And there are other problem areas with the bill, things that have nothing to do with providing prescription drugs. Benefits will be offered through private plans, insurance companies, HMOs, and pharmacy benefit management companies. The bill also creates a private plan that will be subsidized by tax dollars to compete with Medicare. It also prohibits any Medicare negotiation for lower drug prices and it doesn’t allow for re-importation of prescription drugs from other countries. So it doesn’t do anything to hold down the cost of drugs, which is the real problem.
    RJ: There was a discussion about the importation of drugs from Canada. Is that still being discussed?
    SP: The bill says they are not allowed unless the Secretary of Health and Human Services, who currently is Tommy Thompson, allows them. Thompson has essentially said ‘Over my dead body’ [to re-importation]. There has been a bill passed in the house that will allow importation and there are several bills in the senate but that’s an issue that’s still up in the air.”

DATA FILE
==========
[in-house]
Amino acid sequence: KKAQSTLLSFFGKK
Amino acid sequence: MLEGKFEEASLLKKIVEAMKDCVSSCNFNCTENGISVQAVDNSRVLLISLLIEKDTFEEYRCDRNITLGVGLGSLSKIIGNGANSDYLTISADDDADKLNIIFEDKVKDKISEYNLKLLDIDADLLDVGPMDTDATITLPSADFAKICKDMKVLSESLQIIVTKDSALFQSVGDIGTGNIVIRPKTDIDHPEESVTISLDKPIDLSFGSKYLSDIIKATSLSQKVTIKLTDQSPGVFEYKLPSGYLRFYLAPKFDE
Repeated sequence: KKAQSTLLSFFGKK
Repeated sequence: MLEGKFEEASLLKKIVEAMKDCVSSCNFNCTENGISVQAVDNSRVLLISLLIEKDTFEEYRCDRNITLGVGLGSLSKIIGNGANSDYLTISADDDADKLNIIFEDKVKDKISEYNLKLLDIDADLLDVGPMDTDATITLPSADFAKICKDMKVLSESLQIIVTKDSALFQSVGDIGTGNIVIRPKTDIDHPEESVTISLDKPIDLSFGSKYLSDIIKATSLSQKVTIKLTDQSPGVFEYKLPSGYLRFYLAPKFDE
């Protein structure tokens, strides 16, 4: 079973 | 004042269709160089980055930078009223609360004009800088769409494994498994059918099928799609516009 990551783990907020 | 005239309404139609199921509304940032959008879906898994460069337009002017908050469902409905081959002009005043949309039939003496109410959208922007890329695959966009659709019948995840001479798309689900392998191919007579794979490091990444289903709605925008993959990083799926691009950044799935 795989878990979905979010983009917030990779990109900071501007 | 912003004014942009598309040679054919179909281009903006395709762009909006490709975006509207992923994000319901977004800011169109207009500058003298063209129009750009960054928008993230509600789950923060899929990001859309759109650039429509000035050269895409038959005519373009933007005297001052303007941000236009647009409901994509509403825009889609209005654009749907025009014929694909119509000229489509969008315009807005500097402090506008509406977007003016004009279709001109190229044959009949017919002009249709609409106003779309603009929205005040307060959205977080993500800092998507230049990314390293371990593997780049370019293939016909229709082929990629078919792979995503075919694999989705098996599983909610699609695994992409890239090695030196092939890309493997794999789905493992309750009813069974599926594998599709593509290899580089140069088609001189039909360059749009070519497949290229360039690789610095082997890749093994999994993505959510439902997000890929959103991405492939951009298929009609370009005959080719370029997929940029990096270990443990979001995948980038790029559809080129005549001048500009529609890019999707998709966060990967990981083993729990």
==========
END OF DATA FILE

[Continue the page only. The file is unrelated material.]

RJ: What about the discount card? Will it help or save seniors any money?
    SP: For some it might … [Low income seniors] would get, if they sign up for the card, a $600 subsidy. It’s paid for with medical funds. Illinois is one of the few states that has gotten a waiver from the Federal Government to use some Medicaid funds to provide prescription drug coverage to seniors at higher income levels. That’s the Illinois Senior Care Program. In the Illinois Senior Care, you can have an income up to 200 percent of the poverty level.